The organophosphates interact with manganese by acting as an oxydising agent. They change the manganese from a safe form into a highly lethal free-radical generating form so to get spongiform disease of the new variant type you would need to be simultaneously exposed to these two environmental factors. In the traditionally form of the disease one is exposed to a much weaker oxidising agent in the form of ultra violet radiation that is why traditional spongiform disease always starts in the retina in the eye and it occurs in populations that live high up in snow-covered mountains - with UV light is notoriously high.

Debbie Griffiths:
Do you or Dr brown still need funds to carry on your campaign and if so how can people contribute?

Mark Purdey:
I have a research account into which I pay my laboratory fees for analysing the various samples I draw in these spongiform cluster regions and I welcome any donations however small into my bank account.

Greame Jarvie:
Have you had any interest/response from European research authorities in the absence of this from their UK counterparts?

Mark Purdey:
I think that the UK's reluctance to research my theory is based on the fact that they compelled farmers by law to use these chemicals and a licenced feeding of manganese at dose rates which could be risky. The UK Government would therefore be admitting liability for potential damage claims should they accept that these products have a role in the cause of these diseases.

Did the report on Queniborough not specifically state that there were not high levels of manganese in the area, unlike what was shown in your tests?

Mark Purdey:
Yes this is very true. The levels of manganese are naturally low in the soils of the Quinaborough area but the point is that the surrounding farmers are spraying on a potent manganese fertiliser several times a year. There is also widespread application of sewage sludge around all the villages that have a variant CJD problem. Manganese is also at a high level in sewage and it becomes air borne during spreading operations. Villages will therefore be breathing in these various manganese substances and taking it straight into their brains via the nasal/olfactory route.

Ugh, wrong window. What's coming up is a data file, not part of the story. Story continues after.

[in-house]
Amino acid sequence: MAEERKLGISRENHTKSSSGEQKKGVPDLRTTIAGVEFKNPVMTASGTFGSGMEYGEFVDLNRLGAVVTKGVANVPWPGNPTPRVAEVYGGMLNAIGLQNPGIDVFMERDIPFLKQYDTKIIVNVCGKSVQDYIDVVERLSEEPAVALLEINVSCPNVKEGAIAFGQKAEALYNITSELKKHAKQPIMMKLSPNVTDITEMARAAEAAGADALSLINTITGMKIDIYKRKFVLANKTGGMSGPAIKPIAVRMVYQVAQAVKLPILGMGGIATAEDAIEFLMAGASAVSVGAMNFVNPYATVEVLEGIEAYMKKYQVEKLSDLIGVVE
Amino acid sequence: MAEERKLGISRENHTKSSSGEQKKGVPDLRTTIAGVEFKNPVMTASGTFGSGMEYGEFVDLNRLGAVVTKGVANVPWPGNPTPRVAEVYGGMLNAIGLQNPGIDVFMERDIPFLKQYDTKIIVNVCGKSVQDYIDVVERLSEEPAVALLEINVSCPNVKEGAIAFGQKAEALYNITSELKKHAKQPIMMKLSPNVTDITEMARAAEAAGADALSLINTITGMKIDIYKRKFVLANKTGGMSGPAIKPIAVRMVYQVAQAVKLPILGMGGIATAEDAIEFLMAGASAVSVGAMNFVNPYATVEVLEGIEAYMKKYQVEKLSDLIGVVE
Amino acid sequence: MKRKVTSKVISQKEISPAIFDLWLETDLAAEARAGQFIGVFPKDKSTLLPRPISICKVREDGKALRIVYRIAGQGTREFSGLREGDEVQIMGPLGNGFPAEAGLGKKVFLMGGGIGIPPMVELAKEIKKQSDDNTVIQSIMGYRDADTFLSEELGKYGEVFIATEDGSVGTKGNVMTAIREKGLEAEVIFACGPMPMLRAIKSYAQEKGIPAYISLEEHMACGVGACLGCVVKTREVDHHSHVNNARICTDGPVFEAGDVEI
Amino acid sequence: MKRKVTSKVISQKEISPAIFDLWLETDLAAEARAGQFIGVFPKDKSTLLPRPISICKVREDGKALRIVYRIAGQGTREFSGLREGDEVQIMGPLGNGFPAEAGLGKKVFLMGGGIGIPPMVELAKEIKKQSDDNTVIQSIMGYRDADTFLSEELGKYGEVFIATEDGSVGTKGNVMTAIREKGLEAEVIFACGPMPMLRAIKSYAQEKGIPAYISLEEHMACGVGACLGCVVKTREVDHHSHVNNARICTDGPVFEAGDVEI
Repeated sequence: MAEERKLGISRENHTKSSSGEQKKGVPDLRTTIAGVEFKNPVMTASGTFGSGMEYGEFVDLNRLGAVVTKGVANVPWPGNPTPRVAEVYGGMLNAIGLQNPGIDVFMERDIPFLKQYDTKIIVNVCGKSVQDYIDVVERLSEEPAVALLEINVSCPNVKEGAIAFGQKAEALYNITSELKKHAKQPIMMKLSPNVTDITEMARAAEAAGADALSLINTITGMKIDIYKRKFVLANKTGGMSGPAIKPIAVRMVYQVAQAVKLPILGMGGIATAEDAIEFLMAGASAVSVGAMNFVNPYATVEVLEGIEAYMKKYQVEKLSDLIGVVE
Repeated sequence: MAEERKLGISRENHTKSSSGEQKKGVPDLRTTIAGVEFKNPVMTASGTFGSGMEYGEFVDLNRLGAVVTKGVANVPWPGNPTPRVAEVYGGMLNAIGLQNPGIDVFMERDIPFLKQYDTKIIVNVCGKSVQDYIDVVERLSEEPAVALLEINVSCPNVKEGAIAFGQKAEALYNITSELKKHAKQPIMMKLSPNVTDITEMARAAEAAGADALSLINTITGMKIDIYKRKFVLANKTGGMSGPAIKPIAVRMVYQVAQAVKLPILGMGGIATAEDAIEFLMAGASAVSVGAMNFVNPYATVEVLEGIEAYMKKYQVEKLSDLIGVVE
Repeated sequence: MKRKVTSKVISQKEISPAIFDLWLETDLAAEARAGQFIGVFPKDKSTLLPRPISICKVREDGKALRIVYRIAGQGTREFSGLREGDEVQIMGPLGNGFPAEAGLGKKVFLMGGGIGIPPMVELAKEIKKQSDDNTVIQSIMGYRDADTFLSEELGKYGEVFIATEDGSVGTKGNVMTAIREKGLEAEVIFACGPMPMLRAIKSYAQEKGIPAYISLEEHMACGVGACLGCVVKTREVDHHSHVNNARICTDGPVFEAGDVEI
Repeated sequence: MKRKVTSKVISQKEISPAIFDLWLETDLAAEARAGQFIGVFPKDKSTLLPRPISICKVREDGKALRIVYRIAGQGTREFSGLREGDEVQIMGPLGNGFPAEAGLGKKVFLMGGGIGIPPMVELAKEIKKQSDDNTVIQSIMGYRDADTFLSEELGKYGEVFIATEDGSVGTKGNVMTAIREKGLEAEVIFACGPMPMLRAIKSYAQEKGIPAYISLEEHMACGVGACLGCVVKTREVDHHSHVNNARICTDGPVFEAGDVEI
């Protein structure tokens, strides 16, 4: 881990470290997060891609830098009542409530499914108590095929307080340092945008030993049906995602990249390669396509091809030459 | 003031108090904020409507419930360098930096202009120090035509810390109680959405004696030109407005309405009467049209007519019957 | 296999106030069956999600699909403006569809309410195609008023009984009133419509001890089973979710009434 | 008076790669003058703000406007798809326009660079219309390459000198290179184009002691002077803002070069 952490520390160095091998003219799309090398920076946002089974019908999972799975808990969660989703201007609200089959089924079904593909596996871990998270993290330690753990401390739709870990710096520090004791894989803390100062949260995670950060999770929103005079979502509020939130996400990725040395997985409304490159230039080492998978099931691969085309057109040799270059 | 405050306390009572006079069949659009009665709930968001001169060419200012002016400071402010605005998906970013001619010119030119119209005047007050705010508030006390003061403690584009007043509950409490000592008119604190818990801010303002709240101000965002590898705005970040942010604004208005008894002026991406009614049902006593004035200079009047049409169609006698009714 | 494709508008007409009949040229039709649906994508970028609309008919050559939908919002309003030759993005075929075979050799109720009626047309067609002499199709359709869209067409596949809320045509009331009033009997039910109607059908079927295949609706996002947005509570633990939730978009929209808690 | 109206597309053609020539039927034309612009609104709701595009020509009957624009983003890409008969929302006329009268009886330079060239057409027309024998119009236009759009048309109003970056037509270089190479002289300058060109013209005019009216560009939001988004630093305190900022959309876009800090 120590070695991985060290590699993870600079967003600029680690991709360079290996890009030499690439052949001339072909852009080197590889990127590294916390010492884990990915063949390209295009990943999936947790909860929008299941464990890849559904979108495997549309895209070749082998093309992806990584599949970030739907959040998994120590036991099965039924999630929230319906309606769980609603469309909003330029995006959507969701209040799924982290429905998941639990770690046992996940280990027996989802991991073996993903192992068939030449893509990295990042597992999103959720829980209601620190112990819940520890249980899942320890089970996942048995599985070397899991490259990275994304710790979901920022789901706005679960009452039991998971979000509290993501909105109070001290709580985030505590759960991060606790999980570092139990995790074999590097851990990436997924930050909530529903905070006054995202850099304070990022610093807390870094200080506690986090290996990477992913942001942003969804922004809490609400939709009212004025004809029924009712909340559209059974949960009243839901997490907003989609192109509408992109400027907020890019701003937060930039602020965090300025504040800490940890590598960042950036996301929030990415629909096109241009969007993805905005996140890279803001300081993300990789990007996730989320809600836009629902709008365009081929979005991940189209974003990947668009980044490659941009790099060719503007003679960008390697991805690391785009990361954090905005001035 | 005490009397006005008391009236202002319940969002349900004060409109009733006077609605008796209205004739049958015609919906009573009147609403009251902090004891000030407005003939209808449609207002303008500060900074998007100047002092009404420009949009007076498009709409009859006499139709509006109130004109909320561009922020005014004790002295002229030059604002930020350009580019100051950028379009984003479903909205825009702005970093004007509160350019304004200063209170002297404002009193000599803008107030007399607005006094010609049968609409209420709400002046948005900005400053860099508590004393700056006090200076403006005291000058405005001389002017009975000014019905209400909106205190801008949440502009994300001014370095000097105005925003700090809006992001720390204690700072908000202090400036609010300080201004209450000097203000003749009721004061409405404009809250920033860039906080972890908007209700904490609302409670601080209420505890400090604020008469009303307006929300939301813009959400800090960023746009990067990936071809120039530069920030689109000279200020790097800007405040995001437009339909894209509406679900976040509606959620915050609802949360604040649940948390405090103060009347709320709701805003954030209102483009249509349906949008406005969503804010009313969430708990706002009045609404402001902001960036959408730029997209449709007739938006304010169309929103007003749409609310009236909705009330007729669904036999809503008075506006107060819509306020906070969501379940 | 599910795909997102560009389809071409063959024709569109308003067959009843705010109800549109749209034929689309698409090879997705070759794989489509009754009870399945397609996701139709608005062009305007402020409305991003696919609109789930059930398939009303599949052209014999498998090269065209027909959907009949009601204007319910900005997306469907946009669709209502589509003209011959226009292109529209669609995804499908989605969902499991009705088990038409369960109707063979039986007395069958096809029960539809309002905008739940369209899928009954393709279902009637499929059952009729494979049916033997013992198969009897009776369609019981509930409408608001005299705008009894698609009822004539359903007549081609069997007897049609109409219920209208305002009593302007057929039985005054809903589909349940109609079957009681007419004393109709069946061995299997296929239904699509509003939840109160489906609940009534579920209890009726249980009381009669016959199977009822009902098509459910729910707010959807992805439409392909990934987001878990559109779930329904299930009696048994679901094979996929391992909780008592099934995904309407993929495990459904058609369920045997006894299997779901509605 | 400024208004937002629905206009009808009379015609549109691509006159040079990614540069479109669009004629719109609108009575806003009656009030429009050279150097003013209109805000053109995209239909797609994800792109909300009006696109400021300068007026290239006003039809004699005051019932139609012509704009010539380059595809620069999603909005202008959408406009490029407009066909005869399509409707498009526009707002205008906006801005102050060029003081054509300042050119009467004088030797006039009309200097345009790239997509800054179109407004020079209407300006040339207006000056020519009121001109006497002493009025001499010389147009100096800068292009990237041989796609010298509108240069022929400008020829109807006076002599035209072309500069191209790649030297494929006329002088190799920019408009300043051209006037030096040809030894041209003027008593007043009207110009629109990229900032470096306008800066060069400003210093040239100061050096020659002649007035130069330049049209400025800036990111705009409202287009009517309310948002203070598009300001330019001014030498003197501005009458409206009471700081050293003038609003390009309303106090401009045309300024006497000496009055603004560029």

Andrej Machacek:
Mark, I come from Slovakia and the High Tatras are one of my favourite places in the world. I was very saddened by the fate of some of the locals mentioned in the programme and was wondering whether the people (e.g. those innocently drinking the pine needle tea) were informed of the outcomes of your research...

Mark Purdey:

Because of language barriers I had great difficulty in communicating but they were well aware of the fact that the trees were dying in the very villages where CJD was at high incidence and they were aware that this was being caused by the emissions from the nearby steel factories. Whilst they were aware that this was causing respiratory problems with their breathing they weren't aware of the CJD link. But Dr. Eve Matrova who was in the programme is pursuing my work with great interest and will be influencing the local vicinity to get this sorted out. I agree with you it is a beautiful area - I loved it.

Simon Blake:
What can the public do, if your theory is correct, to protect themselves right now?

Mark Purdey:
Avoid use of head lice shampoos and exposure to other forms of organophosphate insecticides. Also be a bit cautious of using mobile phones too intensively because they have an oxydising effect on the brain just like organophosphates. Also avoid living too near to industries that pollute the atmosphere with high levels of manganese such as industries that use manganese as a lead replacement in petrol etc.

Ade Webb:
How were you able to run at farm at the same time as everything else?

Mark Purdey:
It is an absolute nightmare. I always say I need to have three bodies operating simultaneously..

Mark Purdey:
Thanks for your concern!

Simon Kemp: Do you have a website where you publish your results and progress?

Mark Purdey:
I have just opened an e-mail site. markpurdey.madcow@virgin.net   and I hope to have an internet site in the near future.

News Host:
That is all we have time for. Thank you to Mark Purdey for taking the time to answer these questions. And thanks to all of you for sending them in. Sorry if your question didn't get answered - there just wasn't enough time to cover them all. You can contact Mark by email at markpurdey.madcow@virgin.net   and a full transcript of our chat with Mark Purdey will appear soon at www.bbc.co.uk/correspondent . Don't forget to keep checking our site for more live chats!